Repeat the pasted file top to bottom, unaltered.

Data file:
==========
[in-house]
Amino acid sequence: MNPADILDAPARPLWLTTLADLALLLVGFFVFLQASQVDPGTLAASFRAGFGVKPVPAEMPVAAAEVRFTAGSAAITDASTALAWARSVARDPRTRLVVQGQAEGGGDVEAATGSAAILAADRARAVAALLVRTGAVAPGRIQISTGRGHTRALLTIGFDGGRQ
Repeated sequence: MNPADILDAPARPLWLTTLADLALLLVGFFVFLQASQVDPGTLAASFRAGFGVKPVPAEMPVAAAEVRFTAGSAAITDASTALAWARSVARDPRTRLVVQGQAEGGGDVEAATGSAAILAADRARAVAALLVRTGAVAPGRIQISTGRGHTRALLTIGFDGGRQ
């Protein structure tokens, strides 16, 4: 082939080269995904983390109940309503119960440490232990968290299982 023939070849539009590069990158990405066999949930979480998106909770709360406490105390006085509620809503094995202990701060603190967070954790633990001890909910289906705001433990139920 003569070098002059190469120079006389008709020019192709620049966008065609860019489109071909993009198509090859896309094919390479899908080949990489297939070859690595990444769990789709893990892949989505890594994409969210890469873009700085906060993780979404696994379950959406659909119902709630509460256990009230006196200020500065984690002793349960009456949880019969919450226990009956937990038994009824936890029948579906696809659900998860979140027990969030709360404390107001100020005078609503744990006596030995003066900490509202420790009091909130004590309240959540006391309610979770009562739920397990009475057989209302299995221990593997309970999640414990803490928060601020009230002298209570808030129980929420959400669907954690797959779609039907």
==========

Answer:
[in-house]
Amino acid sequence: MNPADILDAPARPLWLTTLADLALLLVGFFVFLQASQVDPGTLAASFRAGFGVKPVPAEMPVAAAEVRFTAGSAAITDASTALAWARSVARDPRTRLVVQGQAEGGGDVEAATGSAAILAADRARAVAALLVRTGAVAPGRIQISTGRGHTRALLTIGFDGGRQ
Repeated sequence: MNPADILDAPARPLWLTTLADLALLLVGFFVFLQASQVDPGTLAASFRAGFGVKPVPAEMPVAAAEVRFTAGSAAITDASTALAWARSVARDPRTRLVVQGQAEGGGDVEAATGSAAILAADRARAVAALLVRTGAVAPGRIQISTGRGHTRALLTIGFDGGRQ
């Protein structure tokens, strides 16, 4: 082939080269995904983390109940309503119960440490232990968290299982 023939070849539009590069990158990405066999949930979480998106909770709360406490105390006085509620809503094995202990701060603190967070954790633990001890909910289906705001433990139920 003569070098002059190469120079006389008709020019192709620049966008065609860019489109071909993009198509090859896309094919390479899908080949990489297939070859690595990444769990789709893990892949989505890594994409969210890469873009700085906060993780979404696994379950959406659909119902709630509460256990009230006196200020500065984690002793349960009456949880019969919450226990009956937990038994009824936890029948579906696809659900998860979140027990969030709360404390107001100020005078609503744990006596030995003066900490509202420790009091909130004590309240959540006391309610979770009562739920397990009475057989209302299995221990593997309970999640414990803490928060601020009230002298209570808030129980929420959400669907954690797959779609039907």